Most people are familiar with the function of pacemakers: small bioelectronic devices that are implanted near the heart and help a person maintain a proper heart rate. However, not many people understand the intricacies of the technology behind these devices or realize the amount of spatiotemporal precision required for these devices to even work. But for John S. Ho, assistant professor in the Department of Electrical Computer Engineering at the National University of Singapore, this is his area of expertise.
In today’s episode, he explains how different bioelectronic devices can be used to study and treat diseases, how the implementation of wireless technology in these devices can overcome the challenges presented by battery-operated devices, and how to control complex processes in the body using technology.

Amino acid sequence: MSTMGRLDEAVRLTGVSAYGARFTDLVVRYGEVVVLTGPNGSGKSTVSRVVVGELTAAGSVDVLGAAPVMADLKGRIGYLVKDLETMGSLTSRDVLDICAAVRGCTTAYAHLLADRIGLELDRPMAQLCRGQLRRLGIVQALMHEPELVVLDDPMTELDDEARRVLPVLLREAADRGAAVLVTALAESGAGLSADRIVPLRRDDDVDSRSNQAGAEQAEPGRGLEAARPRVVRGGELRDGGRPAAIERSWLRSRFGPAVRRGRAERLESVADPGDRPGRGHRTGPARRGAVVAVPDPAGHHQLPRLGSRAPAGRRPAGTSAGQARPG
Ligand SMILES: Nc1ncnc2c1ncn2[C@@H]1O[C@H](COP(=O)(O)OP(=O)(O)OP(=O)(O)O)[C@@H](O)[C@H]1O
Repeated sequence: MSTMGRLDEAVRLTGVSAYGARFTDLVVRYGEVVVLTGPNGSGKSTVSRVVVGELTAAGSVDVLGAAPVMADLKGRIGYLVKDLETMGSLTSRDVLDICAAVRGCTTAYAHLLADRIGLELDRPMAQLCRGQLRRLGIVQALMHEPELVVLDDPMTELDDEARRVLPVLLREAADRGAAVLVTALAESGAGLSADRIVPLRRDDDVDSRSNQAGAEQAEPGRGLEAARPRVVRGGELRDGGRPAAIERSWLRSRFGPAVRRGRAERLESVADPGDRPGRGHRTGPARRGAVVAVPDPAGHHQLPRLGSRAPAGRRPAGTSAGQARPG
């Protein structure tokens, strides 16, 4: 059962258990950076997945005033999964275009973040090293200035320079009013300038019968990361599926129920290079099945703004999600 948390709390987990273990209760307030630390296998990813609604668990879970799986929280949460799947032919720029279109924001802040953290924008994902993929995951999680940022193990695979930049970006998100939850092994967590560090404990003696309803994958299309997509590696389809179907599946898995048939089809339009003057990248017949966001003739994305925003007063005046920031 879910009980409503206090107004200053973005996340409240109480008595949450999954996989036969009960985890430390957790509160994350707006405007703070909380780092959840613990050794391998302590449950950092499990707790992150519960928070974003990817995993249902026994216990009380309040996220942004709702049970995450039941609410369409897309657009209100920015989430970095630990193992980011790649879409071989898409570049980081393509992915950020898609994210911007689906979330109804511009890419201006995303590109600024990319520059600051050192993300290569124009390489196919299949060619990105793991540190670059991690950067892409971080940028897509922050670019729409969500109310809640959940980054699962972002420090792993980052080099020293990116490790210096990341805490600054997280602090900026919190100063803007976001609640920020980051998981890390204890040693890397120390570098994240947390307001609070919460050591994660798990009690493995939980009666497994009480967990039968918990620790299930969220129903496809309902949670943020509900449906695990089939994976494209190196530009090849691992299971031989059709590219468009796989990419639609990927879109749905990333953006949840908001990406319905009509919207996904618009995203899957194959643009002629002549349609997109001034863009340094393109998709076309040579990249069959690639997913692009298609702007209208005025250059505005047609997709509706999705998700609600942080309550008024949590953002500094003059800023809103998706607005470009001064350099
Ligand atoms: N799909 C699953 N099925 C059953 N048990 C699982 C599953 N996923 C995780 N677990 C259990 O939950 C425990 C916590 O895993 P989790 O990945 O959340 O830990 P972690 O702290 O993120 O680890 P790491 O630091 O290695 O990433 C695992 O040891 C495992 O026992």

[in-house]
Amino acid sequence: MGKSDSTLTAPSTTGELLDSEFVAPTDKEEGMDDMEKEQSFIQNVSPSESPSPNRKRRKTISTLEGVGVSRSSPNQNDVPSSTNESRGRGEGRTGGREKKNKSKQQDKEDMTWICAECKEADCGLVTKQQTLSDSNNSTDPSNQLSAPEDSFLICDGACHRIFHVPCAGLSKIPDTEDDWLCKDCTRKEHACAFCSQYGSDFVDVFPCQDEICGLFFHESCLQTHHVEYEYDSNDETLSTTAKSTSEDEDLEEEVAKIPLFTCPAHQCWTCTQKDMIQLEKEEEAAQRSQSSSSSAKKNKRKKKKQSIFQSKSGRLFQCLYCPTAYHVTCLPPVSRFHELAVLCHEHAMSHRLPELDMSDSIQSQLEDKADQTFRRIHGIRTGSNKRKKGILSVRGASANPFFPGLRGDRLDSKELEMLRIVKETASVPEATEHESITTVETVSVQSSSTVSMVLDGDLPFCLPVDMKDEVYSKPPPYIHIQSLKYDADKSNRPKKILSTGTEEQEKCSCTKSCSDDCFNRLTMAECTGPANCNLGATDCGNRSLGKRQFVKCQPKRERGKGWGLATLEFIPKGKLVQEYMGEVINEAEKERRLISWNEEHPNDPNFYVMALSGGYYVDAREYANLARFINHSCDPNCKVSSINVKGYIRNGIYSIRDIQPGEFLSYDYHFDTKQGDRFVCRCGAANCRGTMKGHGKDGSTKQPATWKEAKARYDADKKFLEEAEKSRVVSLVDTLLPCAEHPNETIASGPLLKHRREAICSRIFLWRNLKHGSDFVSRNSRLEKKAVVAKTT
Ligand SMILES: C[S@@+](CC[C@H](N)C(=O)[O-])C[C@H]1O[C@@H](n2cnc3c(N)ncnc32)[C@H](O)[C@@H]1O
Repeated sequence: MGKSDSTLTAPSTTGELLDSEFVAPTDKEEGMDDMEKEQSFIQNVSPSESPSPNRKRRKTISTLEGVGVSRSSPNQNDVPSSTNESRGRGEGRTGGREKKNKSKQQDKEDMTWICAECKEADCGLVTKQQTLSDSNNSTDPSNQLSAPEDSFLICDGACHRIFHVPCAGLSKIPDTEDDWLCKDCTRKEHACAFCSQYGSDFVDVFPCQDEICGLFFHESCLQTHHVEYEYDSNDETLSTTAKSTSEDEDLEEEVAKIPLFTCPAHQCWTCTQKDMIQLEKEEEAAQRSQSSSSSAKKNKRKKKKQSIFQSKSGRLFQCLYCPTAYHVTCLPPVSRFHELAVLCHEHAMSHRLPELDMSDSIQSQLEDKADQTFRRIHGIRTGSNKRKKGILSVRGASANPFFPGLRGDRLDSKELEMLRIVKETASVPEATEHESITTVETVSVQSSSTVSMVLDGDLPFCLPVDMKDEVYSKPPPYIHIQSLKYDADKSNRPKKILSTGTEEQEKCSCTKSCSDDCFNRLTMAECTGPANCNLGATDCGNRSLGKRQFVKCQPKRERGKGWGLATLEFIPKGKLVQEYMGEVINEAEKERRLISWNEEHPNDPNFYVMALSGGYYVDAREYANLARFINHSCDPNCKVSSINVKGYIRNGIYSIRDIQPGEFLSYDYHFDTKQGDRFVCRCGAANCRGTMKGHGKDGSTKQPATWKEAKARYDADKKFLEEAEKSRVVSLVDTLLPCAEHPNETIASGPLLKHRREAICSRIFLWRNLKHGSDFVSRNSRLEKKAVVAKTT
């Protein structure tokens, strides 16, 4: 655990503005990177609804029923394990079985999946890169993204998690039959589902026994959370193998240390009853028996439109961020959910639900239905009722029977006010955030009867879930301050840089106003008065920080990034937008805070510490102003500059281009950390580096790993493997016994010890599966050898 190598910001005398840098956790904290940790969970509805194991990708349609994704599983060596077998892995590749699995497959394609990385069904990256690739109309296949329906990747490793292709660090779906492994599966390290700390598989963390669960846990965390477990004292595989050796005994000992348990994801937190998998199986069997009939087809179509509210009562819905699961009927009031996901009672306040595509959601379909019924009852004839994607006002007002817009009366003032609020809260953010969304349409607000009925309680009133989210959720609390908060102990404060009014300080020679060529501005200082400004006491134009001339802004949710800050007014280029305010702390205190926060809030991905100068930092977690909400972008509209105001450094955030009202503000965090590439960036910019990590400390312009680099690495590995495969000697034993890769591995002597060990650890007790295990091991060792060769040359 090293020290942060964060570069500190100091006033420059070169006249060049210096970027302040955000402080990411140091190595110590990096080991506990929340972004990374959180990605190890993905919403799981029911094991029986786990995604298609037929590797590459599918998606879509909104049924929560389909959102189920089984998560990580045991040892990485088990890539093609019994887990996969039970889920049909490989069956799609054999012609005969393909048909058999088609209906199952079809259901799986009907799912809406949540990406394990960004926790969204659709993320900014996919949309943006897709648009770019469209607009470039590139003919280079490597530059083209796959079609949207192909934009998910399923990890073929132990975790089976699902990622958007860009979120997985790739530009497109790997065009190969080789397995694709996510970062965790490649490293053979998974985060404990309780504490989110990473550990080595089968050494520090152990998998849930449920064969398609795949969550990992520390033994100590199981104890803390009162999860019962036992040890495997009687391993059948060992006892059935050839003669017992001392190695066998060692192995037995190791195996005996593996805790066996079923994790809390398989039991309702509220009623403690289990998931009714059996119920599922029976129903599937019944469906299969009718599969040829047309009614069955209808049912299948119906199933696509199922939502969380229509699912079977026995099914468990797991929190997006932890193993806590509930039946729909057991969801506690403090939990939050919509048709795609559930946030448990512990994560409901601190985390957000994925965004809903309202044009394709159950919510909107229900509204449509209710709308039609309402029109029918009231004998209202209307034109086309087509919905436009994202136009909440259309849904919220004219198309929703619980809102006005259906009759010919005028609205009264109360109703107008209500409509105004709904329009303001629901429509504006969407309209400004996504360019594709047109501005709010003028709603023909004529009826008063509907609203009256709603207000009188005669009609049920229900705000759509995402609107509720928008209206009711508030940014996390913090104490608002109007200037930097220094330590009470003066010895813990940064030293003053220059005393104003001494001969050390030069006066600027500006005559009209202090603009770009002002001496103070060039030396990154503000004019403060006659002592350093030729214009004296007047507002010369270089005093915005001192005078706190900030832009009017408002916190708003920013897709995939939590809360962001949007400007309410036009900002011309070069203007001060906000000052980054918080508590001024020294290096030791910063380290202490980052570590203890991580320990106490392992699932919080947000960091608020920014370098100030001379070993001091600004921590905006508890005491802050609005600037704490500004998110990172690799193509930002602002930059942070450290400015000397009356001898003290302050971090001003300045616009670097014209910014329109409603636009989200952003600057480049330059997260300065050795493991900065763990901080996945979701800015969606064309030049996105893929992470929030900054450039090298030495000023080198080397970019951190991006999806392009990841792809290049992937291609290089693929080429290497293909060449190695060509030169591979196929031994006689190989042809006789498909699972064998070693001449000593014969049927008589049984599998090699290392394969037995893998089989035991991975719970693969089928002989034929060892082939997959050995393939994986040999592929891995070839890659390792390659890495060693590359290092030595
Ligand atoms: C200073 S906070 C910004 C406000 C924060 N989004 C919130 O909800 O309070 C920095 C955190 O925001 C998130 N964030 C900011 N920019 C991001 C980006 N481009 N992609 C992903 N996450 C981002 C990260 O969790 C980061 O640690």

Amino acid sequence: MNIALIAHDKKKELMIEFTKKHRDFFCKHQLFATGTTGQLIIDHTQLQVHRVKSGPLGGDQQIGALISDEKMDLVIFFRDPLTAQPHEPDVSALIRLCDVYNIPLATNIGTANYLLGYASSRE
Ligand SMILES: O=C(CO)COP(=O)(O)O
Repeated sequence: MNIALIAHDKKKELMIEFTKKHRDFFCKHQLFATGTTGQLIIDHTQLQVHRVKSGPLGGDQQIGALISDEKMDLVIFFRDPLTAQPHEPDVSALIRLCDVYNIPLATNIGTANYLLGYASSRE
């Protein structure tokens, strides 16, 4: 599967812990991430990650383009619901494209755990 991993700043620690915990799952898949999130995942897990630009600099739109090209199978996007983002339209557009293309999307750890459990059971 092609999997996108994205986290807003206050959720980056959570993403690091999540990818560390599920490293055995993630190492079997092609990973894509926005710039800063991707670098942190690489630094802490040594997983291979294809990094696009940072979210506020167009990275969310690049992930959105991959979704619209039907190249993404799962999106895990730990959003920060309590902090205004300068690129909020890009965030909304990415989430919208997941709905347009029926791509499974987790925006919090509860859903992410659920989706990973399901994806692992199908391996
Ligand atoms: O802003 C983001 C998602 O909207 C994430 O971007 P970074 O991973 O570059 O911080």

As one example, he discusses photodynamic therapy, which relies upon a device that’s designed to activate only when it absorbs a particular wavelength of light, and how this could end up eliminating the negative side effects of chemotherapy drugs.
Tune in to learn about all this and more, including what’s likely to come in the field of bioelectronic device development.